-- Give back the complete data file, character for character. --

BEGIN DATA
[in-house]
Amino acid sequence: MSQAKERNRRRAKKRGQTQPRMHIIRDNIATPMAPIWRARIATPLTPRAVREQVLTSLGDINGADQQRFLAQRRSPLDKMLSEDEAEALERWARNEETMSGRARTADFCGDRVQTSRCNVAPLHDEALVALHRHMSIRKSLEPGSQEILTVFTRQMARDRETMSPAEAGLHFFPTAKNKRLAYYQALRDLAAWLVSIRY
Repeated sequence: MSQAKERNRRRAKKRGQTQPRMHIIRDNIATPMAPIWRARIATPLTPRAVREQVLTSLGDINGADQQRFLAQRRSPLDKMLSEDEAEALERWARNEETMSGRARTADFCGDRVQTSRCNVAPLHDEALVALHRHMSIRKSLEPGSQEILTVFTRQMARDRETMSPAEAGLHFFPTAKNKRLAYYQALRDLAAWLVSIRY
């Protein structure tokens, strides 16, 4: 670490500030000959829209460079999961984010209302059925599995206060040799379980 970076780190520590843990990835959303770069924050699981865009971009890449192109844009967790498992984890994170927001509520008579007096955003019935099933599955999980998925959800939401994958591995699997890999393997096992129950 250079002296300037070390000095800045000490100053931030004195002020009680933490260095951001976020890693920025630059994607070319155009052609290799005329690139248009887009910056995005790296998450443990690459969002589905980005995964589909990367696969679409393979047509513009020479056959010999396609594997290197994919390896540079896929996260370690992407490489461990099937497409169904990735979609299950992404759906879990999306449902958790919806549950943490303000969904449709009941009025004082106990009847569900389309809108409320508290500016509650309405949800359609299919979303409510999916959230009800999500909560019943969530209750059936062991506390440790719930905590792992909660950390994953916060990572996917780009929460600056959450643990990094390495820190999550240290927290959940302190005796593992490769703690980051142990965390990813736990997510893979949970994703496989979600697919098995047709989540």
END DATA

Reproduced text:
[in-house]
Amino acid sequence: MSQAKERNRRRAKKRGQTQPRMHIIRDNIATPMAPIWRARIATPLTPRAVREQVLTSLGDINGADQQRFLAQRRSPLDKMLSEDEAEALERWARNEETMSGRARTADFCGDRVQTSRCNVAPLHDEALVALHRHMSIRKSLEPGSQEILTVFTRQMARDRETMSPAEAGLHFFPTAKNKRLAYYQALRDLAAWLVSIRY
Repeated sequence: MSQAKERNRRRAKKRGQTQPRMHIIRDNIATPMAPIWRARIATPLTPRAVREQVLTSLGDINGADQQRFLAQRRSPLDKMLSEDEAEALERWARNEETMSGRARTADFCGDRVQTSRCNVAPLHDEALVALHRHMSIRKSLEPGSQEILTVFTRQMARDRETMSPAEAGLHFFPTAKNKRLAYYQALRDLAAWLVSIRY
């Protein structure tokens, strides 16, 4: 670490500030000959829209460079999961984010209302059925599995206060040799379980 970076780190520590843990990835959303770069924050699981865009971009890449192109844009967790498992984890994170927001509520008579007096955003019935099933599955999980998925959800939401994958591995699997890999393997096992129950 250079002296300037070390000095800045000490100053931030004195002020009680933490260095951001976020890693920025630059994607070319155009052609290799005329690139248009887009910056995005790296998450443990690459969002589905980005995964589909990367696969679409393979047509513009020479056959010999396609594997290197994919390896540079896929996260370690992407490489461990099937497409169904990735979609299950992404759906879990999306449902958790919806549950943490303000969904449709009941009025004082106990009847569900389309809108409320508290500016509650309405949800359609299919979303409510999916959230009800999500909560019943969530209750059936062991506390440790719930905590792992909660950390994953916060990572996917780009929460600056959450643990990094390495820190999550240290927290959940302190005796593992490769703690980051142990965390990813736990997510893979949970994703496989979600697919098995047709989540």